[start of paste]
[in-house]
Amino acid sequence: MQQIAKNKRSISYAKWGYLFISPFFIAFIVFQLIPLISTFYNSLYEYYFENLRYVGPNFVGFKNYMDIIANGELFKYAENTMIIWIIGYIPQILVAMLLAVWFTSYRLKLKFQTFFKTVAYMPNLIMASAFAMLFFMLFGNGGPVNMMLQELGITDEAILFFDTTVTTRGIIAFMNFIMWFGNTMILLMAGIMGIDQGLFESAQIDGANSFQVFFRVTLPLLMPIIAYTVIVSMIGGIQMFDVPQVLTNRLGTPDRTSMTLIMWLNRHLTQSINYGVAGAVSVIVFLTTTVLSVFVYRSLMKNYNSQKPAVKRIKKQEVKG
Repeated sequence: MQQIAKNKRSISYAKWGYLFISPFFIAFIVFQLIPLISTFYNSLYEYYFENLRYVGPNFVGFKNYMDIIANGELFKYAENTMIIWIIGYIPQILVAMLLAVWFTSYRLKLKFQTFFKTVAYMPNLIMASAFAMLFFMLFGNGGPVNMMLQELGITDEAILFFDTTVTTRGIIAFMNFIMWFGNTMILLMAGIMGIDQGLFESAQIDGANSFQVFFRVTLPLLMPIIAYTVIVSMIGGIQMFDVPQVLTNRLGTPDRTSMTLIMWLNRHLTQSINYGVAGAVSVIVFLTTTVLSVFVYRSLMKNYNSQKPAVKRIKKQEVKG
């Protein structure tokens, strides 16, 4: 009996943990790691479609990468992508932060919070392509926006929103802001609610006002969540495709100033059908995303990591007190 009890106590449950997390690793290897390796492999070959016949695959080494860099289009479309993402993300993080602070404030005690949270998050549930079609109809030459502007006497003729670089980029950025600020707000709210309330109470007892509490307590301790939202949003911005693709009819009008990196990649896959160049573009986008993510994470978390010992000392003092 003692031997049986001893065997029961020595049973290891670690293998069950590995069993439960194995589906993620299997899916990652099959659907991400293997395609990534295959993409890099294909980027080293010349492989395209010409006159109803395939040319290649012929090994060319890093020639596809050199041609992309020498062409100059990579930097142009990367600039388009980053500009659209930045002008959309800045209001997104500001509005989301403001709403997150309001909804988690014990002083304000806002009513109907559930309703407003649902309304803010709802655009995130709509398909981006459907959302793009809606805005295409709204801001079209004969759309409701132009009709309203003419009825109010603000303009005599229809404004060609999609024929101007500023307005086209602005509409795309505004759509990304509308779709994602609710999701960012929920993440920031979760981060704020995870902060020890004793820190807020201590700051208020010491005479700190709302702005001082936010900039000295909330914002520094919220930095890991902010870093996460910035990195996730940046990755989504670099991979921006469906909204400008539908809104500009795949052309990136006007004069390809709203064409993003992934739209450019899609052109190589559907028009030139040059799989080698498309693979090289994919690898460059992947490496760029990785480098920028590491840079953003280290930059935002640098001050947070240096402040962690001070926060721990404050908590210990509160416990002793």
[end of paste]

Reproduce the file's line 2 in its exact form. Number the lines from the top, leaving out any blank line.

Amino acid sequence: MQQIAKNKRSISYAKWGYLFISPFFIAFIVFQLIPLISTFYNSLYEYYFENLRYVGPNFVGFKNYMDIIANGELFKYAENTMIIWIIGYIPQILVAMLLAVWFTSYRLKLKFQTFFKTVAYMPNLIMASAFAMLFFMLFGNGGPVNMMLQELGITDEAILFFDTTVTTRGIIAFMNFIMWFGNTMILLMAGIMGIDQGLFESAQIDGANSFQVFFRVTLPLLMPIIAYTVIVSMIGGIQMFDVPQVLTNRLGTPDRTSMTLIMWLNRHLTQSINYGVAGAVSVIVFLTTTVLSVFVYRSLMKNYNSQKPAVKRIKKQEVKG